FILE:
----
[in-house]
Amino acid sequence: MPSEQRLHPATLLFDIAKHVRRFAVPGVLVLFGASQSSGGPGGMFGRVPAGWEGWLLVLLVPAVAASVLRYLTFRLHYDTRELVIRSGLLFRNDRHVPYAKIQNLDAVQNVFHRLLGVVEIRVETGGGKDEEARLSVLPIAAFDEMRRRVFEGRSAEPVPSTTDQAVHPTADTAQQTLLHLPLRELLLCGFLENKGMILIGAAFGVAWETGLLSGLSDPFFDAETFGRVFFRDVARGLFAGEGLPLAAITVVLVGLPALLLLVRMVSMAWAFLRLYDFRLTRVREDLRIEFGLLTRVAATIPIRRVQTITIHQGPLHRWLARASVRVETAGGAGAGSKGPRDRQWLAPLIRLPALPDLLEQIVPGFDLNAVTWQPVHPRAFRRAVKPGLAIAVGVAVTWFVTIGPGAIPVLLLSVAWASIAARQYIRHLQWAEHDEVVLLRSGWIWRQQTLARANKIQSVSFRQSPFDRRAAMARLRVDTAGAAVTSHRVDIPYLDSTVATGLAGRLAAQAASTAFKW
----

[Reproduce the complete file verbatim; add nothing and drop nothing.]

[in-house]
Amino acid sequence: MPSEQRLHPATLLFDIAKHVRRFAVPGVLVLFGASQSSGGPGGMFGRVPAGWEGWLLVLLVPAVAASVLRYLTFRLHYDTRELVIRSGLLFRNDRHVPYAKIQNLDAVQNVFHRLLGVVEIRVETGGGKDEEARLSVLPIAAFDEMRRRVFEGRSAEPVPSTTDQAVHPTADTAQQTLLHLPLRELLLCGFLENKGMILIGAAFGVAWETGLLSGLSDPFFDAETFGRVFFRDVARGLFAGEGLPLAAITVVLVGLPALLLLVRMVSMAWAFLRLYDFRLTRVREDLRIEFGLLTRVAATIPIRRVQTITIHQGPLHRWLARASVRVETAGGAGAGSKGPRDRQWLAPLIRLPALPDLLEQIVPGFDLNAVTWQPVHPRAFRRAVKPGLAIAVGVAVTWFVTIGPGAIPVLLLSVAWASIAARQYIRHLQWAEHDEVVLLRSGWIWRQQTLARANKIQSVSFRQSPFDRRAAMARLRVDTAGAAVTSHRVDIPYLDSTVATGLAGRLAAQAASTAFKW